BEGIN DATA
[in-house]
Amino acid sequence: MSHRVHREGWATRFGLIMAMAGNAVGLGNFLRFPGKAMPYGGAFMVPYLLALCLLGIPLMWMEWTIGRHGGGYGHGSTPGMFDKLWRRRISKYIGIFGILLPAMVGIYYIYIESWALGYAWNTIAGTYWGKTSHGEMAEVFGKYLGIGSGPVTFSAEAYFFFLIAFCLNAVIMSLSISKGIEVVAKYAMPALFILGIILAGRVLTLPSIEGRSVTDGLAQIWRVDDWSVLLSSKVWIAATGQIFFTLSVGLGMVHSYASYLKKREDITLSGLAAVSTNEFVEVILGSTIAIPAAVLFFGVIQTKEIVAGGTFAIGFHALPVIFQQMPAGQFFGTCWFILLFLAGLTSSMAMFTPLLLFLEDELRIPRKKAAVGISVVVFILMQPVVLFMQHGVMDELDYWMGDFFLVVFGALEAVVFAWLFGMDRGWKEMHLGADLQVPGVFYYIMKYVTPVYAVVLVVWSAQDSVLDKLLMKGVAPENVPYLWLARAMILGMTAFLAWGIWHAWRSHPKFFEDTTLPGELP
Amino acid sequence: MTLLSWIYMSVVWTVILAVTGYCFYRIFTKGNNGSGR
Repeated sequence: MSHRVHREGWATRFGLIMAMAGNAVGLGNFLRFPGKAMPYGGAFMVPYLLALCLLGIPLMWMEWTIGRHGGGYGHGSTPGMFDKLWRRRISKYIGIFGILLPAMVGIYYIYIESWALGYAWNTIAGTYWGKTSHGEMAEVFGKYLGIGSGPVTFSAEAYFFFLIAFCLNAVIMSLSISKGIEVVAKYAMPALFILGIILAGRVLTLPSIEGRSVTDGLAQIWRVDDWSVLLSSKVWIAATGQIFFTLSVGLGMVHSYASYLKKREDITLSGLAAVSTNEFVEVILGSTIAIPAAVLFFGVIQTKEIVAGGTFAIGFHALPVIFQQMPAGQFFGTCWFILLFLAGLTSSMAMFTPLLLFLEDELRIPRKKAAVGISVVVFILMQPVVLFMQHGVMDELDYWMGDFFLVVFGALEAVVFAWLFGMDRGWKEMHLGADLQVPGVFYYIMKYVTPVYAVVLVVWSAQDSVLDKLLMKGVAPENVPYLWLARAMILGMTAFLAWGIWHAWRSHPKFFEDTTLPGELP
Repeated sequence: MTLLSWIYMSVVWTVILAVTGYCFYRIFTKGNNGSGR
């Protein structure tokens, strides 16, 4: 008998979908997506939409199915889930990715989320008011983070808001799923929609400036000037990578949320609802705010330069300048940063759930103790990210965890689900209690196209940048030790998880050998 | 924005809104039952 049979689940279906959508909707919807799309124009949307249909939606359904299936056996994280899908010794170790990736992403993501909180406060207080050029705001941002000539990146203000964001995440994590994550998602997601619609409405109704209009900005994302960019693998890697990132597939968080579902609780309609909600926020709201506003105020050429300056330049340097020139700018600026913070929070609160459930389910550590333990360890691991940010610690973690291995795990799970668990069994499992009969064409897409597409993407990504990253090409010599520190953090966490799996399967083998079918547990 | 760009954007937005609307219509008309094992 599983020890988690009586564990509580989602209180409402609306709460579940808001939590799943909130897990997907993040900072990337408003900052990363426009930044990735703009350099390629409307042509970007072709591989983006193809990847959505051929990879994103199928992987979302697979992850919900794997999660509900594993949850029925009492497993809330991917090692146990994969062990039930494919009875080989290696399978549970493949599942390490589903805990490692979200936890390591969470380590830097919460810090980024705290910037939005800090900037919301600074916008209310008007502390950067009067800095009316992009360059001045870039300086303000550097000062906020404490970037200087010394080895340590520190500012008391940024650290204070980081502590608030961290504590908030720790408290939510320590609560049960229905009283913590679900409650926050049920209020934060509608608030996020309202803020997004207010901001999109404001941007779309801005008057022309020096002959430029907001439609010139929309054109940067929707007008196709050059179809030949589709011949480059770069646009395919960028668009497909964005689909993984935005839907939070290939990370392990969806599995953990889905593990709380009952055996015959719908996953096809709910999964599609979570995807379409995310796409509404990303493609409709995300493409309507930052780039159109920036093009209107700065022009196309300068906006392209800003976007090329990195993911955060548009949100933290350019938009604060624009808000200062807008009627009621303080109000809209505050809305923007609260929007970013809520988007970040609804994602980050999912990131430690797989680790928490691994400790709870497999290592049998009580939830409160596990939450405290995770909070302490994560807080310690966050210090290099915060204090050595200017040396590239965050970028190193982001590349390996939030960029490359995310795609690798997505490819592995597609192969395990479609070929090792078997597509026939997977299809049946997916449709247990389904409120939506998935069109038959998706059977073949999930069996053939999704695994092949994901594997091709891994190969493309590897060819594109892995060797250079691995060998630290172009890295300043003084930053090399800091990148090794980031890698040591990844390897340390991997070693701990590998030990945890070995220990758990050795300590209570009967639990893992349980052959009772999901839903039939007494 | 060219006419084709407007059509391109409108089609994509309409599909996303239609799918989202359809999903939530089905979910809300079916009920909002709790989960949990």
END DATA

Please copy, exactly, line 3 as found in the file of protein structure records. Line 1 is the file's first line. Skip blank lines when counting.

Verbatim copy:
Amino acid sequence: MTLLSWIYMSVVWTVILAVTGYCFYRIFTKGNNGSGR